On a Global Mission, The Automobiles of General Motors International, Vol. 1
Opel, Vauxhall, Saab and Lotus from Europe
by Louis F. Fourie
There is nothing that comes even close to being comparable to these books because, quite simply, no one before author Louis Fourie has gathered, much less written about, The Automobiles of General Motors International. The complete title of this three-volume set is On a Global Mission, The Automobiles of General Motors International. It is a seminal work in every respect. From your perspective you’ll appreciate knowing that each volume can be purchased individually. For those opting for all three in a single purchase, there’s an additional saving over the already extremely reasonable individual volume prices.
This commentary shares details about the first volume. As the subtitle says, it covers Opel, Vauxhall, Saab and Lotus from Europe. Subsequent postings will tell—and show you—about the other two volumes. Each is hardbound and filled with eminently readable and generously illustrated text. Then there are the tables, charts, and statistics that give readers history in detail that no other books have previously attempted, much less actually accomplished.
Adam Opel, followed by his five sons and then their sons, begin this first volume by recounting the establishment of their firm and their early motorcars and -bikes. As with many of the early motoring manufacturers, Opel was an active competitor in sporting events for racing, rallying and successes in these trials did indeed draw the attention of potential customers resulting in sales.
World War I challenged its very survival leading the Opel brothers to “let it be known to James Mooney, the president of GM Export Company, that they would entertain offers.” Once Alfred Sloan had personally visited and toured the acquisition process began “creating Adam Opel A.G.” with “the term A.G. refer[ing] to Aktiengesellschaft or Joint Stock Company.”
The machinations of being an American company operating in Germany during the years leading up to World War II make fascinating reading. Then postwar, of course, car-making the world over went into hyperdrive with Opel no exception. Particularly notable was a stylish mid-60s Opel two-seater called simply the GT. Fourie writes “Bob Lutz was part of the marketing team during the unveiling of the GT concept. He recalled . . . that the appealing shape of the Opel 2-seater was not the only sight his eyes feasted on. A cute young lass in a silver jumpsuit caught his attention. Somehow it is fitting that a car-nut should meet his future wife at a car show.”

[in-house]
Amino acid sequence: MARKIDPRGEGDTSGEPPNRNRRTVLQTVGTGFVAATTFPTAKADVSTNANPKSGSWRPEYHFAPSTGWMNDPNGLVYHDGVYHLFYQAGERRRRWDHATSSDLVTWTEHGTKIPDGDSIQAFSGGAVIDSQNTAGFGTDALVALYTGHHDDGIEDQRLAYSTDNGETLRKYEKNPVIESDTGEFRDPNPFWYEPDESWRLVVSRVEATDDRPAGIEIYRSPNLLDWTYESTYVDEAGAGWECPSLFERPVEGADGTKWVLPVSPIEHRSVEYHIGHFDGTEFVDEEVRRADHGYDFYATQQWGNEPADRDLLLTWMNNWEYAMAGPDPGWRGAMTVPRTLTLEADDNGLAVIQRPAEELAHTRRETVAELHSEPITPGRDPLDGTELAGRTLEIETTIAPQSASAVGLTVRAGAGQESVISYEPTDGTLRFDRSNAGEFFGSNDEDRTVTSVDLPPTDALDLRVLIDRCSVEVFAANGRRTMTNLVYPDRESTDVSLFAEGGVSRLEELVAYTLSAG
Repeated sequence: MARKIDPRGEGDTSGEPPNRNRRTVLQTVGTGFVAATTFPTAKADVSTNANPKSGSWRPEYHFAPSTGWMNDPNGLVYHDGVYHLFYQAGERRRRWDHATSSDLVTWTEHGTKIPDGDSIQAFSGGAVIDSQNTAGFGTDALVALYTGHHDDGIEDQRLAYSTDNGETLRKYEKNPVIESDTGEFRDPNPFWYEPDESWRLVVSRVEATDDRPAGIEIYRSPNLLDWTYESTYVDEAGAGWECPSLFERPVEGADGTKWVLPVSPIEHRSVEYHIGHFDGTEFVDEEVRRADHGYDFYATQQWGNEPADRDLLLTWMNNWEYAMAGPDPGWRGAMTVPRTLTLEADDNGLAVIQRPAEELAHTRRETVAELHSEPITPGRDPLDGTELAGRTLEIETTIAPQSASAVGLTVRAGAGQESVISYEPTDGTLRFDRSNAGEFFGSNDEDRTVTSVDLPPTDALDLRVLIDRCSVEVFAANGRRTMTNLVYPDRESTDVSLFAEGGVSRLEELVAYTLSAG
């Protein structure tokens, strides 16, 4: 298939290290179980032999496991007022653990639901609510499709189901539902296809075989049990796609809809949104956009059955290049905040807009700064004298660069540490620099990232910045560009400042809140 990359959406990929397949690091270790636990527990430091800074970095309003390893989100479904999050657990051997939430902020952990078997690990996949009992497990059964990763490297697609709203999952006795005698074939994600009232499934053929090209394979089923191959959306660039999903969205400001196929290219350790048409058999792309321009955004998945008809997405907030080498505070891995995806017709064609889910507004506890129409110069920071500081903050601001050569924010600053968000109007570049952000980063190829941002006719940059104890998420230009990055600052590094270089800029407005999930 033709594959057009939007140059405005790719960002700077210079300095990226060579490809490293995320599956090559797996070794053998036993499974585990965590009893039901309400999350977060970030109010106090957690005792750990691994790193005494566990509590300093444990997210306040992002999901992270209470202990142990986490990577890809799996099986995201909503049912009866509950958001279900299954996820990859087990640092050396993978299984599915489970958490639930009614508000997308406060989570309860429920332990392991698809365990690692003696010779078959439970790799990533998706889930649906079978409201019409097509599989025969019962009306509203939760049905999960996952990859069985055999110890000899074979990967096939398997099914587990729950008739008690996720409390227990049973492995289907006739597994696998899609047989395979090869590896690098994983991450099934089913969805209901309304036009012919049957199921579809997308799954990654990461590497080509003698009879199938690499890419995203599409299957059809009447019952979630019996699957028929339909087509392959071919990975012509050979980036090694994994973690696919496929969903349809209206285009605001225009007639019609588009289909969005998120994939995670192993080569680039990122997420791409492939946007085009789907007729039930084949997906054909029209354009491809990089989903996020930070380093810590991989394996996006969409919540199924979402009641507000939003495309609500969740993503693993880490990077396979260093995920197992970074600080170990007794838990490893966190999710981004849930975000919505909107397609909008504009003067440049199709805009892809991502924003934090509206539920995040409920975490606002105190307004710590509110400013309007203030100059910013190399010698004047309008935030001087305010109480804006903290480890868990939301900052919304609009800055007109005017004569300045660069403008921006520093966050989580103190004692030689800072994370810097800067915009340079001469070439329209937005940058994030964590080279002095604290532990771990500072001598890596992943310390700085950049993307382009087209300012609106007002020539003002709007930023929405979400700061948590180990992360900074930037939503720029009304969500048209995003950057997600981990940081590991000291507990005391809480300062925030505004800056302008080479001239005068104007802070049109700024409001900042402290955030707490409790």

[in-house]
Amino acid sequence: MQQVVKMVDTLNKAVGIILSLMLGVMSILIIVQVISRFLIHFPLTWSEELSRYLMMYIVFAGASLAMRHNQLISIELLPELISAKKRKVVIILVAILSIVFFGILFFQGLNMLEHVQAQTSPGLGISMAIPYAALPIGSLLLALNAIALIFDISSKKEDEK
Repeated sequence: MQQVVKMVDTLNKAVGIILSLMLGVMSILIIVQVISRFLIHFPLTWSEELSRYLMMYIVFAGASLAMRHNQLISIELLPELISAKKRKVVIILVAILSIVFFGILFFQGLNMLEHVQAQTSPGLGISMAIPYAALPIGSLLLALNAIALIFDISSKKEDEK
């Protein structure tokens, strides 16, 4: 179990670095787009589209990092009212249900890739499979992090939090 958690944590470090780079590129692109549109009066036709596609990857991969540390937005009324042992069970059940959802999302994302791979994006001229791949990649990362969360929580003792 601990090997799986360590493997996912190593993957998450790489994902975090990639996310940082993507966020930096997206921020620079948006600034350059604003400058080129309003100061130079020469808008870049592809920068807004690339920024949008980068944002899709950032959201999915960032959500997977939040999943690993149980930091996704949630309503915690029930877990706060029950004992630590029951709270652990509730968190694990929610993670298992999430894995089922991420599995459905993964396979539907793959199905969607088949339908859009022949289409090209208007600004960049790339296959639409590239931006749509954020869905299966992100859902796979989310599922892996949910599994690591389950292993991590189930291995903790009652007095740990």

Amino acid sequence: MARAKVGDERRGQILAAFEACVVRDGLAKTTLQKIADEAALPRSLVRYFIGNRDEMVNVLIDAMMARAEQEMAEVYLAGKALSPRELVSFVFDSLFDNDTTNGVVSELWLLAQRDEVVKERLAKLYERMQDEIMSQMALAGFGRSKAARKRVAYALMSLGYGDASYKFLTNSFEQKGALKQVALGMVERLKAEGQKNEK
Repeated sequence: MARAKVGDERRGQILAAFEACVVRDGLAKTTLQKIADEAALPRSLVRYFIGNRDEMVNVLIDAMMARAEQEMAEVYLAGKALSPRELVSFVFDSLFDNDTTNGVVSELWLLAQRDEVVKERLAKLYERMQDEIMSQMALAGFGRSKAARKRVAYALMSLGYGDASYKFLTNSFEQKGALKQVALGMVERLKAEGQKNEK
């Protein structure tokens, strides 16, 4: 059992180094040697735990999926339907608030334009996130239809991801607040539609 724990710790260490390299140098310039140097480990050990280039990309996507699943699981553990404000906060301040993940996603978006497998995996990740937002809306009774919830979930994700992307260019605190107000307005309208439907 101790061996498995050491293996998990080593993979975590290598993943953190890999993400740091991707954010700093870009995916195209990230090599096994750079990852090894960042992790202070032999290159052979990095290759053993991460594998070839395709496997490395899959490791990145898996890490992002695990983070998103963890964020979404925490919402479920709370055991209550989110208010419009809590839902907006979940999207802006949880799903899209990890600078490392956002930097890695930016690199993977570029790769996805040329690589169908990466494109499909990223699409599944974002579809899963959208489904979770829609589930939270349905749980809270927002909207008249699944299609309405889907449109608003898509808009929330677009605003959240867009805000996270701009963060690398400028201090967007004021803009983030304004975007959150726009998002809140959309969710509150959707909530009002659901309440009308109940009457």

Opel became available to American purchasers late in 1950s to mid ‘70s mainly offered by Buick dealers. Models especially prized by collectors today are the GTs (on left in above image with an Admiral on right), Mantas (on facing pages below) and Kadetts.
“Global Designs from Opel 1973–2014” are addressed in a separate section with, despite the title, coverage actually going two years beyond. An additional chart that is especially illuminating delineates which engine was utilized in which makes/models and in what years is included. This nearly 200-page segment brings home just how global the marketplace became with Opel-developed cars bearing a variety of badges other than Opel and sold around the globe. As examples, cars that were essentially Opel Kadetts wore badges and names such as Chevrolet Chevette in several countries, Pontiac Acadian in Canada, and in the US Pontiac T1000. In the 1980s what Opel developed and offered as its Ascona wore the badges of nine different marques, more than any other contemporary car from any manufacturer, before or since.
Vauxhall, Saab, and Lotus sections are organized in similar fashion with each company’s history discussed first. Then charts and tables follow listing all the senior staffs of management, design, engineering, and other key functions and providing the years each served in those roles. The next pages contain product specifications and, all important to collectors today, production numbers. Below is a page pair from the Lotus segment so you get a taste of how detailed those tables and charts are.
As will be shared in the next two postings commentating on the second and third volumes, Louis Fourie, the author and publisher, approaches his subject with the sagacity of the industry insider he is and was throughout his entire career (he joined GM Overseas Operations in 1968). As relevant is that both before and since retiring, he is as automotively-oriented as a person can be including owning/restoring and driving his several collectible vehicles. But it’s his observant and analytical approach to the industry with which he’s been fascinated and deeply involved in throughout his entire career that place what he’s penned and produced apart from and above the norm. These books are, in your commentator’s opinion, destined to be respected, consulted, and shelved right alongside Beverly Rae Kimes and Austin Clark’s Standard Catalog of American Cars.
Copyright 2022 Helen V Hutchings, SAH (speedreaders.info)